"Girls of the Sixties" are again in
evidence. Mrs. Cordiner once more
opened heart and hand to the dam
sels, the date being St. Valentine's
day. and the immediate occasion of
the meeting the presence of one
member who is here only for the
winterMrs. Emma Soule. Other
guests were Mesdames Etta Libby,
Angie Eigelow and Alzada Hatch.
The table was spread for twelve
and the companj found their respec
tive stations by means of prettj lit
tle valentines, a fitting index to the
dainty repast provided by the
The evening was spent as usual in
"dolce far niente" and the living
over of days long past, but there was
a pleasant feature of the occasion
which came as a genuine surprise.
This was a bunch of valentines from
the victim of the November "apron
shower" and, when opened, these
proved to be real pictures framed
and ready for hanging.
One of the pleasantest gatherings
of the series is reported by all who
were so fortunate as to be present
upon this, the first meeting of the
"year 1913.
The Approaching Village-Election.
Already considerable interest is
being manifested by our citizens in
the approaching village election.
The village is heavily in debt and
the question that vitally concerns
every taxpayer is, have the affairs of
the village been faithfully and
economically administered during
the past twelve months? If so then
the sensible thing to do is to con
tinue the present village officers in
office for another year. If, on the
other hand, no substantial reduction
in the village indebtedness has been
effected during the jear, then a
change in the officers may be desira
ble. The annual financial statement
of the village will tell the tale.
Krieg Wins the Match.
Tommy Krieg downed Jimmy
Potts in a wrestling match at the
armory on Monday evening. Krieg
won the first round in 20 minutes by
a scissors hold and the third in 25
minutes by an English cross hold.
Potts won the second fall when
Krieg vvas off his guard. The match
showed that the men are both
skilled wrestlers. Preliminaries in
the shape of a boxing match and a
wrestling contest were pulled off by
high school students, and at the close
of the principal match Krieg and
Potts gave an exhibition boxing
match of four rounds which was par
ticularly interestiang.
Shower on Mr. and Mrs. Shockley.
A number of the ladies of the vil
lage gave a shower on Sheriff and
Mrs. Shockley at the residence of
Mr. and Mrs. T. H. Caley on Satur
day evening and presented them with
a considerable quantity of furniture,
crockery, silverware, table linen, etc.
The presentation was made to show
the kindly spirit which exists for
Mr. and Mrs. Shockley, who recently
lost all their possessions by fire. Sev
eral Milaca ladies also contributed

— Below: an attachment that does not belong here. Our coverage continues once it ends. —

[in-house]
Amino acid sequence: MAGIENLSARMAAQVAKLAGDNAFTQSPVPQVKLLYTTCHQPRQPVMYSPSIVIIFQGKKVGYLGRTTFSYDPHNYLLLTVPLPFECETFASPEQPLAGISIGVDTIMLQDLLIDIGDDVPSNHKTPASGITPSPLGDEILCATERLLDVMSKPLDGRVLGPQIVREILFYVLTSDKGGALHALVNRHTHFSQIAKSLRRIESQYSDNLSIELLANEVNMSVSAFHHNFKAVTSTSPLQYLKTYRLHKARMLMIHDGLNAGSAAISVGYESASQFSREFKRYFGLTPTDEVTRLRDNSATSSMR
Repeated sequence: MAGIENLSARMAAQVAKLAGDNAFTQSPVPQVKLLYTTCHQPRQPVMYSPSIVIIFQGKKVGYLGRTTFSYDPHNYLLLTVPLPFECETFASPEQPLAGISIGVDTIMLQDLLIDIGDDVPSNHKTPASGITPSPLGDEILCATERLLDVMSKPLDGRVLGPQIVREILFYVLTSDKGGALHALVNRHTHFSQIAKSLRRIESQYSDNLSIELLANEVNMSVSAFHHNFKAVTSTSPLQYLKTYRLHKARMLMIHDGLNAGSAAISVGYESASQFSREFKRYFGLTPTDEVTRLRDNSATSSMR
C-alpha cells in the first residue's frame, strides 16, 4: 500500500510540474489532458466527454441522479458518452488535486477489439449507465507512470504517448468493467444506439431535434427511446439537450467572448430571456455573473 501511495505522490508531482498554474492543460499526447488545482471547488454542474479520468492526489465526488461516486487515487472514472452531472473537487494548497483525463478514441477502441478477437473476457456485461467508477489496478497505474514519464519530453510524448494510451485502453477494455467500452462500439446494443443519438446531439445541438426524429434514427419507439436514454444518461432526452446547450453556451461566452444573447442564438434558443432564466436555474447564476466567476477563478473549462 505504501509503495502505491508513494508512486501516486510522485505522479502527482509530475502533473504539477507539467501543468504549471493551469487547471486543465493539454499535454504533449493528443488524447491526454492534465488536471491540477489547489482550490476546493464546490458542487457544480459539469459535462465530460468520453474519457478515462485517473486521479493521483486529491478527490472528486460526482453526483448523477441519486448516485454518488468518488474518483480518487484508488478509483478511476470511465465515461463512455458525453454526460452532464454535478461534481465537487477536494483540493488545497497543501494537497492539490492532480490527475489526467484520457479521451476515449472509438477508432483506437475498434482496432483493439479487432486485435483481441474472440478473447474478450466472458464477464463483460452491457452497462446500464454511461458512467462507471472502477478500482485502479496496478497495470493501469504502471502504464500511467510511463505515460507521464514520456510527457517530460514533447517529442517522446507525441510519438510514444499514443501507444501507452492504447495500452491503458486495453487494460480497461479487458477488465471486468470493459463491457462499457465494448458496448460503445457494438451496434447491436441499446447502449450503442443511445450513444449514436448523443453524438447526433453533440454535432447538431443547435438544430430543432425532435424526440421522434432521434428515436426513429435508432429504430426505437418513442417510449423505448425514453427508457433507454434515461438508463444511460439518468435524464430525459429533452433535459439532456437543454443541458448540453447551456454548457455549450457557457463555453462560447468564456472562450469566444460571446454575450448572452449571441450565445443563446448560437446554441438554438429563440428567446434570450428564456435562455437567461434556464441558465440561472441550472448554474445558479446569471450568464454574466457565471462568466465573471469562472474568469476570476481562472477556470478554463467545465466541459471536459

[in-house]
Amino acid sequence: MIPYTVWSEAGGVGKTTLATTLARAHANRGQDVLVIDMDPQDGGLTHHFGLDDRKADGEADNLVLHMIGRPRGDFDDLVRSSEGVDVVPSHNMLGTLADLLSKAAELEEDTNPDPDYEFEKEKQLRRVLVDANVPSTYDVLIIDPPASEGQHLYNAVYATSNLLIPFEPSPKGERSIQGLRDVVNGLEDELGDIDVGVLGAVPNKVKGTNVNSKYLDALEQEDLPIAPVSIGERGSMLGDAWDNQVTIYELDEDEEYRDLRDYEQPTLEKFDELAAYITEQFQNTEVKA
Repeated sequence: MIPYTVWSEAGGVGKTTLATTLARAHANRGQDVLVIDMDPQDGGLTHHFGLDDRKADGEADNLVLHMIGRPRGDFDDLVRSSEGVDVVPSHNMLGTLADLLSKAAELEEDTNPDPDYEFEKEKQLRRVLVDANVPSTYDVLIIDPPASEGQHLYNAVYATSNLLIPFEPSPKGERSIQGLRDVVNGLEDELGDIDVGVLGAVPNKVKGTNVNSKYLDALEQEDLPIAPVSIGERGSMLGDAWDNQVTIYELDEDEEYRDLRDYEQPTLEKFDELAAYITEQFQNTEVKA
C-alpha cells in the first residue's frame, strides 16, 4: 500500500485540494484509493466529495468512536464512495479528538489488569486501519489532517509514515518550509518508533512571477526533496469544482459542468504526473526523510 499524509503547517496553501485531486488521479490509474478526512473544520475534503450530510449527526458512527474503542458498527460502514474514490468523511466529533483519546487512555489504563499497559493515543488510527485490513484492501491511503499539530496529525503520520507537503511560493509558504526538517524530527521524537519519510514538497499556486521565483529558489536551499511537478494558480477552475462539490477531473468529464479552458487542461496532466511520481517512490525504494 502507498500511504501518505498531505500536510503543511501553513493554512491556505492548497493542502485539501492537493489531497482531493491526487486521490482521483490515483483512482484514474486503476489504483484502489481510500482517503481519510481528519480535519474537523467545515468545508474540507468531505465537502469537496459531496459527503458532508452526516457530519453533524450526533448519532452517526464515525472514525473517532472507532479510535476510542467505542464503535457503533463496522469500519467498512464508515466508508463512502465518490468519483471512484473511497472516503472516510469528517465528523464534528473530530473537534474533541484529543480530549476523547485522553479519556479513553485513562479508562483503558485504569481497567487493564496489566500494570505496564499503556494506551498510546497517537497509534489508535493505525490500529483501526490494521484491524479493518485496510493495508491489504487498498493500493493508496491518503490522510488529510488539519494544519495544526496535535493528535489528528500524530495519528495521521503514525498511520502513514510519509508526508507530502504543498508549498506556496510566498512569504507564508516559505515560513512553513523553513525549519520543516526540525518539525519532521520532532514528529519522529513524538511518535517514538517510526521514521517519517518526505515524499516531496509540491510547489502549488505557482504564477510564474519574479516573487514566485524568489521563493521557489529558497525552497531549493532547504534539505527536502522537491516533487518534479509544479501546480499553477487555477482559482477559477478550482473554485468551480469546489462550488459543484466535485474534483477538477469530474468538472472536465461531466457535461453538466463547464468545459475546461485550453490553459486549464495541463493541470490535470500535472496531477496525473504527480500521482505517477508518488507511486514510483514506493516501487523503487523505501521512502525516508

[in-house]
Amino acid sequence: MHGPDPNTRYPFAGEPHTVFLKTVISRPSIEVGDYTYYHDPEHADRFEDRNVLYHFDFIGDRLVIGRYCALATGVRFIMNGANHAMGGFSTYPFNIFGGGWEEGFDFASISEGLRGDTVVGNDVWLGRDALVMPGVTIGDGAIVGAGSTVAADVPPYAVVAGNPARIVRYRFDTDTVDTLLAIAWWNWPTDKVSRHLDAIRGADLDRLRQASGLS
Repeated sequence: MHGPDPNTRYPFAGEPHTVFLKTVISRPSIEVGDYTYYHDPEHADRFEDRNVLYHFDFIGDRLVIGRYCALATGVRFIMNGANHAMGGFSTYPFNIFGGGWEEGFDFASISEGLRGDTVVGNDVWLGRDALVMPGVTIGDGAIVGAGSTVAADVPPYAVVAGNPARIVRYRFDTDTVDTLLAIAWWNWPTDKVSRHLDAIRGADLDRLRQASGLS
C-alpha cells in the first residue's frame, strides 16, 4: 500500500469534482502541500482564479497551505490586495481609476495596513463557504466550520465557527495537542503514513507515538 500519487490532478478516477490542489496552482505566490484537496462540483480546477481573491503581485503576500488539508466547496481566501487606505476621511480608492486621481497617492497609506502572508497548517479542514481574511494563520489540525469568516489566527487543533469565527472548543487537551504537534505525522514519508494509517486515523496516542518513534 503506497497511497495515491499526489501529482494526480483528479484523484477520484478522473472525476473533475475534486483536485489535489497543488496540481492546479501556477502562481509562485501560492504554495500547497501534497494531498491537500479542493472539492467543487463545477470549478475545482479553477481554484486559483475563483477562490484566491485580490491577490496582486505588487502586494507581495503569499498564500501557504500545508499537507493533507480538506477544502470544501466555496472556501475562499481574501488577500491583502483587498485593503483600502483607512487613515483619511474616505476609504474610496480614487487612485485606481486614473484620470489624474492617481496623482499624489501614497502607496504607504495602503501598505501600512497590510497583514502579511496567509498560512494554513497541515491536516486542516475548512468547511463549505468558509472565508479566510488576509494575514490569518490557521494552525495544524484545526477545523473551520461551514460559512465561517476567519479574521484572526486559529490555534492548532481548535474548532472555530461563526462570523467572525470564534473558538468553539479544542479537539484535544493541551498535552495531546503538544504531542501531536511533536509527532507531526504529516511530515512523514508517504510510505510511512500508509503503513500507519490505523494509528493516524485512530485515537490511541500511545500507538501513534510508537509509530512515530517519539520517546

toward the shower.
Sheriff and Mrs. Shockley and fam
ily wish to sincerely thank those who
so kindly remembered them upon
this occasion.
Elmer Normandie of Greenbush is
at the hospital suffering from ap
pendicitis in an acute form.
Ed Bergren of Wyanett was oper
ated upon Saturday for acute ap
pendicitis and is doing nicely.
Myron Walker of Miles City, Mont.,
underwent an operation for appen
dicitis on Monday. The patient is
DEATHSOFTHEWEEK Samuel Hulet Dies at His Home In
Princeton Following an Ill-
ness of Four Years.
Mrs. Ingrid Torell of Wyanett and
firs. Anna M. Little of Anoka
Also Called by Death.
Samuel W. Hulet died at his home
in this village on Sunday, February
16, from tubeiculosis, aged 53 years.
He had suffered from the disease for
four jears.
Euneral services were held at the
family residence on Monday after-
noo^atl:30 o'clock, Rev. Emerson
Service officiatinc- There was a
large gathering of friends and neigh
bors at the obsequies and the Meth
odist quartet rendered three selec
tions. The remains were conveyed
to Baldwin and interred in the ceme
tery at that place.
Samuel W. Hulet was born in
Princeton and lived here until his
death. For a number of years he
worked for the Great Northern road
as a section hand. He is survived
by his mother, a sister who lives in
St Cloud, and a brother, Homer,
who resides with his mother in
2 Mrs. Ingrid Torell.
Mrs! Ingrid Torell died at her
hc|ne in Wyanett on Saturday, Feb
ruary 1, at 4:30 a.m., from cancer
of jtlie stomach, from which she had
suffered for a long period of time.
Funeral services were held at the
Baptist church, Wyanett, yesterday
afternoon and were conducted by
Rev. Larson. The interment was in
Oak Grove cemeterj, Wyanett.
Mrs. Torell was born at Harjodal
en, Jemtland, Sweden, on February
16, 18q3, and was married to John
Torell in Sweden on October 16,
1882. With her husband, she came
to the United States in 1890 and set
tled on a farm in Wyanett, where she
contin|ied to reside until called by
death.S She is survived by her hus
band, and six childern. The children
are Peter, Carl, Ida, Conrad, Edna
and Theodore. She also leaves one
sisterT Mrs. O. D. Orne, of the town
of Princeton.